Saturday, May 8, 2010

nests: beginnings and endings

Yesterday was the end of my son's second year of college.  It seems like a few minutes ago he was born, a few seconds later, he was a little social creature with thoughts and opinions of his own, another moment or so, and he was off to school, and now, he's a man well on the way to carving out a self sufficient life of his own.  It's mind boggling. 

The journey for the past 21 years or so has been peppered with bittersweet memories of exciting new phases, inevitably ending at some point, only to make way for another phase.  Each moment sets the tone and prepares us for the next one.  I remember the first time I really examined my son's feet...he was about 2 days old...and I mean I really checked them out.  They were so perfect: soft, squishy, round, sweet new-baby smelling, virginal feet.  They'd never stepped on dirt or gotten a cut or a splinter or had socks or shoes on them.  They were just little perfect feet.  Before long, these feet were wearing cleats and they were running and kicking balls and getting bruised and dirty and occasionally getting a stubbed toe here and there.  They were fast feet...winning races and soccer games.  Now these feet are attached to a man...a 6' 2" tall, handsome, academic, athletic, focused, driven, intelligent man.  We are connected and always will be...though he often disagrees with me and sometimes acts as if he doesn't like me too much....I'm accepting of all of it.  Our children are supposed to separate from their parents eventually, and I see this more and more with the passing of each school semester, each season, each moment.

A couple of weeks ago I noticed a little nest outside my front door in the rhododendron bush.  A week later, I saw four beautiful bright blue eggs.  Another week later and the eggs had hatched, leaving in their place four little baby robins.  The eggs were so amazing and perfect, I didn't want them to ever change; though of course I knew this phase would not last forever.  And sure enough, while the eggs are now gone, the growing baby birds are a phase that leaves me with excitement each day as I carefully examine them with amazement and awe.  At first they barely seemed alive, and now, only a few days later, they are active and hungry.  I know in the next few days, their eyes will begin to open and they'll start chirping and being more birdlike.  Before I know it, they'll be flying on their own and making nests for themselves.  Bittersweet.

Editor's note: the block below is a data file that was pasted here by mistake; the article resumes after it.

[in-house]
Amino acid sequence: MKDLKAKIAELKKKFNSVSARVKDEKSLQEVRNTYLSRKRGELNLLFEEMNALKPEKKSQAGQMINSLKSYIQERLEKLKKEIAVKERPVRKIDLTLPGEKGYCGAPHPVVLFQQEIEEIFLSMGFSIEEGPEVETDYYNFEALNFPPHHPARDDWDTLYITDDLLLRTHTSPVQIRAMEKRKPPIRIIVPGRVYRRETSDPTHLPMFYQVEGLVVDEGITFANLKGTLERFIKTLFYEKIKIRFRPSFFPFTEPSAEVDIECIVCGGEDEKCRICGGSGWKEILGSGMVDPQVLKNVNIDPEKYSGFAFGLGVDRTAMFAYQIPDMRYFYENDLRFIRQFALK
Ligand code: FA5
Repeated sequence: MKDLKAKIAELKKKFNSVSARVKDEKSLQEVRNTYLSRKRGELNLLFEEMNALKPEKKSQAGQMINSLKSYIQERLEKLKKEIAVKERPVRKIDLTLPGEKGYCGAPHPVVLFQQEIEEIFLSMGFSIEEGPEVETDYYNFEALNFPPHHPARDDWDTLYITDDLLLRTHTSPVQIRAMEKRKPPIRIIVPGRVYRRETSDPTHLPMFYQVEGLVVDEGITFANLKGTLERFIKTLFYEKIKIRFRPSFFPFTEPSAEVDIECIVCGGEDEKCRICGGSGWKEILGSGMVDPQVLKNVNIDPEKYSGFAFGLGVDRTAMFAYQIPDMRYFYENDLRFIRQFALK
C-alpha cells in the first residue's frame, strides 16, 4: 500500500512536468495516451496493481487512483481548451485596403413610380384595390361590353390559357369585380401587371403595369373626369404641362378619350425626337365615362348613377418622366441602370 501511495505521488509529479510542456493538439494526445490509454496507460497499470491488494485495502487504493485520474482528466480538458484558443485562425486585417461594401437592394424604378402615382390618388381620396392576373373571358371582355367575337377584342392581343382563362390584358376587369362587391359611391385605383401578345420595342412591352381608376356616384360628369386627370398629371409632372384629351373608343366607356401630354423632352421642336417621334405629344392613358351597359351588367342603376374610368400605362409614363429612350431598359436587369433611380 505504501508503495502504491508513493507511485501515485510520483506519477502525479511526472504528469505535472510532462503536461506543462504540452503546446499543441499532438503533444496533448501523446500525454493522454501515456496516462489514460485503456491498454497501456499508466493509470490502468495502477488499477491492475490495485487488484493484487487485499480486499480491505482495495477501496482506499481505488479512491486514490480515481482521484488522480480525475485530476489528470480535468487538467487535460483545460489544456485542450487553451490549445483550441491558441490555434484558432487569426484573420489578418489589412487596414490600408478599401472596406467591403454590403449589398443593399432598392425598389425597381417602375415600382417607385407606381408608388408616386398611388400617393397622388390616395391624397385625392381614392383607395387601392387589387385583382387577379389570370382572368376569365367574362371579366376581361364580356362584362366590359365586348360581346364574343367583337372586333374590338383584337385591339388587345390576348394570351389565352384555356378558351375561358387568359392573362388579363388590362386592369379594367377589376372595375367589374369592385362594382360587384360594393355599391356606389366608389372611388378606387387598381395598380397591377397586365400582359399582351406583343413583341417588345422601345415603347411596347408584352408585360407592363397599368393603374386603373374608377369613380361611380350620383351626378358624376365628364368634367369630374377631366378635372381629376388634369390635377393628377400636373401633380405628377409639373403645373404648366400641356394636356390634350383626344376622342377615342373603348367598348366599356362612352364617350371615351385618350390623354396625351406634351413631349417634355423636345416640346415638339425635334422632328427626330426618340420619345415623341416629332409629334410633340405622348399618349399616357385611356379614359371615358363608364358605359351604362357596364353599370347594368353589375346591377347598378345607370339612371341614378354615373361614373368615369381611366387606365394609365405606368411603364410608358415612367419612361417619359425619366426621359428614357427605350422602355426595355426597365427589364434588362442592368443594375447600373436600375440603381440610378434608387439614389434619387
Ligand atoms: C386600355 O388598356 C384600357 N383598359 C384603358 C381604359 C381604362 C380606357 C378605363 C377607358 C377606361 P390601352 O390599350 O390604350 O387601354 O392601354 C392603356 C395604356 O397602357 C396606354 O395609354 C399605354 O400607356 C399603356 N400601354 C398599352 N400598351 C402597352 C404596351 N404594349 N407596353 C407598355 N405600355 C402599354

Most of have heard the proverb, "All good things must come to an end," based on Chaucer's 1374 proverb: "There is an end to everything, to good things as well."  Perhaps this is true; however, I prefer to subscribe to the belief that with each ending, a new beginning is possible.

While I loved being the mom of a newborn (and a grandmom to my little grandbirdies!), I know that these moments will eventually phase out to make space for new son will one day be completely on his own, possibly in another city or state or even another country.  And the baby birds will be flying away to unknown destinations to make a life for themselves.  Their mother and I will both be left with empty nests and lives that will be forever changed. 

Yes, perhaps all good things come to an end.  But it doesn't mean it's no longer a good only means there are other things in the horizon.  Perhaps this is one reason I am so grateful for yoga.  Each breath, each asana, each moment, prepares me for the next one...and the next...and the next...and so on.  It provides me with a way to be less attached to the outcome and more in the moment.  It shows me the joy of the process and the work and helps me to surrender the results.  It gives me some peace around the fact that all things...good, bad, or indifferent...eventually end.  It's a circle.  A cycle.  

Only a short time ago, the yard was popping with bright yellow forsythia, pink and white dogwoods, purple redbud these blooms have died off, only to make way for the roses, peonies, and hydrangeas.  Soon, the turtle heads, daylilies and gardenias will be popping.  One ending only means a new beginning is in the making. 

In a couple of weeks, as the baby birds are more than likely beginning to fly, my son will be flying to study abroad in Spain, and then on a trip around Europe before fall semester marks the start of his junior year in college.  Today I take great comfort that my son is, content and in the next room...and that the birds' nest is full and alive with a healthy and active mama and babies.  I also take comfort in the fact that I can enjoy these moments with a sense of bliss and embrace the changes as each moment prepares me for the next one..and the next one...and so on....all I have to do is breathe, release...repeat.

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